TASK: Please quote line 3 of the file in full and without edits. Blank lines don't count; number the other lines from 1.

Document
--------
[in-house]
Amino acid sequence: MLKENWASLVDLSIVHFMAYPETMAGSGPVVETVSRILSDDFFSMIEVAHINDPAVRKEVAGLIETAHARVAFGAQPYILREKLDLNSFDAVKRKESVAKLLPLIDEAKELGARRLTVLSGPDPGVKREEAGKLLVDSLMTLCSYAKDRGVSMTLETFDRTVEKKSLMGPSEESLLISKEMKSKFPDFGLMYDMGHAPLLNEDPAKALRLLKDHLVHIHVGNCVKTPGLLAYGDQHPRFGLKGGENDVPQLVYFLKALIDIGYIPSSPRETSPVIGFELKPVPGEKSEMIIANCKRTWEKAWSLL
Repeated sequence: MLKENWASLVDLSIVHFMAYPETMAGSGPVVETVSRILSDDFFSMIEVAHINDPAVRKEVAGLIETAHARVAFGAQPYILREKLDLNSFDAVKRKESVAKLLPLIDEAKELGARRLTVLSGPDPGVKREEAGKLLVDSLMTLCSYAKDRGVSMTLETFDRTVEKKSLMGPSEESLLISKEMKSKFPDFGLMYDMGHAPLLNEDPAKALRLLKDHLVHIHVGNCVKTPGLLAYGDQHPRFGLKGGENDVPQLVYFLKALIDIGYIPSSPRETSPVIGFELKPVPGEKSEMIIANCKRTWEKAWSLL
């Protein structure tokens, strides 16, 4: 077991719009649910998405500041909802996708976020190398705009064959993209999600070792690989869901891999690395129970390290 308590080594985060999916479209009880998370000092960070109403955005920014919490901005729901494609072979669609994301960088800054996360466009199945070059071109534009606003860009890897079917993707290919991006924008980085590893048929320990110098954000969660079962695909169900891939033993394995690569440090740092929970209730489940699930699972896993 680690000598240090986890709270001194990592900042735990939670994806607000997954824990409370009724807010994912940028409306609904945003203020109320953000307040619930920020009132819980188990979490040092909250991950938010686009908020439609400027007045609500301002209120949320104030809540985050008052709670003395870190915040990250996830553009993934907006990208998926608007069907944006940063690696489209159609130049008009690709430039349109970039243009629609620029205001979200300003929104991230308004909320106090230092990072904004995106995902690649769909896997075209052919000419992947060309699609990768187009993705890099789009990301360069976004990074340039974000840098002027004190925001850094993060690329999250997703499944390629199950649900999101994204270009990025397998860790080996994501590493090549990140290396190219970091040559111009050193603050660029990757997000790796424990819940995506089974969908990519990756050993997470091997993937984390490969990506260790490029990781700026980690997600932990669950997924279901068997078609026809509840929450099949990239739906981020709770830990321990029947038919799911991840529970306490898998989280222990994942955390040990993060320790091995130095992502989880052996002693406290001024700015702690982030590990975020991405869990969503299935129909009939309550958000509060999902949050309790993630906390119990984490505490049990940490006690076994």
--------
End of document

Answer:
Repeated sequence: MLKENWASLVDLSIVHFMAYPETMAGSGPVVETVSRILSDDFFSMIEVAHINDPAVRKEVAGLIETAHARVAFGAQPYILREKLDLNSFDAVKRKESVAKLLPLIDEAKELGARRLTVLSGPDPGVKREEAGKLLVDSLMTLCSYAKDRGVSMTLETFDRTVEKKSLMGPSEESLLISKEMKSKFPDFGLMYDMGHAPLLNEDPAKALRLLKDHLVHIHVGNCVKTPGLLAYGDQHPRFGLKGGENDVPQLVYFLKALIDIGYIPSSPRETSPVIGFELKPVPGEKSEMIIANCKRTWEKAWSLL